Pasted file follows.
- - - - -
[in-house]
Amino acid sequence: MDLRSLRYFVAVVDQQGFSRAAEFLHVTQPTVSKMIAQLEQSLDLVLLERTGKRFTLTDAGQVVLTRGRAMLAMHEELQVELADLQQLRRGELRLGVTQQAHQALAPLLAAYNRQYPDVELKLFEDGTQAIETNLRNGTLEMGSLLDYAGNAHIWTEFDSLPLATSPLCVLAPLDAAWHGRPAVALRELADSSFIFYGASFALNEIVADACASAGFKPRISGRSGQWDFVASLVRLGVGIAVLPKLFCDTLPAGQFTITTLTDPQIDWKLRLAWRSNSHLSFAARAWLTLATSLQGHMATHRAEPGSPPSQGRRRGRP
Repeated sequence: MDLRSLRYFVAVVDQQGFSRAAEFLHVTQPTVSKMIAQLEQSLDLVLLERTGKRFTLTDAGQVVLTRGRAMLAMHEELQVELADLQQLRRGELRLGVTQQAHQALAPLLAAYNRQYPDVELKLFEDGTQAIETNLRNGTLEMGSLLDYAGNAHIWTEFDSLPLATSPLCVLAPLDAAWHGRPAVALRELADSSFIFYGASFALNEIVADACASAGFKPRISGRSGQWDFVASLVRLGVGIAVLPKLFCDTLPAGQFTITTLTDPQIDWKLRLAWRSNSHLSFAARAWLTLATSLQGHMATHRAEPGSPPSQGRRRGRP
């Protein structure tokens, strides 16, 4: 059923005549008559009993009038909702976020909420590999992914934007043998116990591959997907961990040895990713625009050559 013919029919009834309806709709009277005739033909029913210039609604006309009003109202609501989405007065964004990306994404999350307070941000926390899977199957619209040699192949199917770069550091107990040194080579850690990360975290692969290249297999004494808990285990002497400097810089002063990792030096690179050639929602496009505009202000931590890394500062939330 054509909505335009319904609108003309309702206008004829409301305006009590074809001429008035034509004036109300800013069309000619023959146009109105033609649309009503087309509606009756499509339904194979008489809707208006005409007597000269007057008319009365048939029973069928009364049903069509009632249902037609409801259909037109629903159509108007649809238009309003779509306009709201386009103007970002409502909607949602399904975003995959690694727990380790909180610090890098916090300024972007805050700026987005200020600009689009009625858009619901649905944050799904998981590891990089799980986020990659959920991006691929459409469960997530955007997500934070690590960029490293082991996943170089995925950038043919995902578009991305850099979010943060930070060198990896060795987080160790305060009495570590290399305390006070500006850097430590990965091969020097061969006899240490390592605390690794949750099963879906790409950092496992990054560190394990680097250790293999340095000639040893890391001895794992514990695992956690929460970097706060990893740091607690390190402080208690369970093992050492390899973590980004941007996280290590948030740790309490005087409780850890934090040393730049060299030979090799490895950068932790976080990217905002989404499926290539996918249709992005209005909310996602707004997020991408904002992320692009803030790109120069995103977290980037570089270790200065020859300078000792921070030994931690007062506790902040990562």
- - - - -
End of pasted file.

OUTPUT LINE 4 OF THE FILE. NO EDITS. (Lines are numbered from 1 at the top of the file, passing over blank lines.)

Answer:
């Protein structure tokens, strides 16, 4: 059923005549008559009993009038909702976020909420590999992914934007043998116990591959997907961990040895990713625009050559 013919029919009834309806709709009277005739033909029913210039609604006309009003109202609501989405007065964004990306994404999350307070941000926390899977199957619209040699192949199917770069550091107990040194080579850690990360975290692969290249297999004494808990285990002497400097810089002063990792030096690179050639929602496009505009202000931590890394500062939330 054509909505335009319904609108003309309702206008004829409301305006009590074809001429008035034509004036109300800013069309000619023959146009109105033609649309009503087309509606009756499509339904194979008489809707208006005409007597000269007057008319009365048939029973069928009364049903069509009632249902037609409801259909037109629903159509108007649809238009309003779509306009709201386009103007970002409502909607949602399904975003995959690694727990380790909180610090890098916090300024972007805050700026987005200020600009689009009625858009619901649905944050799904998981590891990089799980986020990659959920991006691929459409469960997530955007997500934070690590960029490293082991996943170089995925950038043919995902578009991305850099979010943060930070060198990896060795987080160790305060009495570590290399305390006070500006850097430590990965091969020097061969006899240490390592605390690794949750099963879906790409950092496992990054560190394990680097250790293999340095000639040893890391001895794992514990695992956690929460970097706060990893740091607690390190402080208690369970093992050492390899973590980004941007996280290590948030740790309490005087409780850890934090040393730049060299030979090799490895950068932790976080990217905002989404499926290539996918249709992005209005909310996602707004997020991408904002992320692009803030790109120069995103977290980037570089270790200065020859300078000792921070030994931690007062506790902040990562």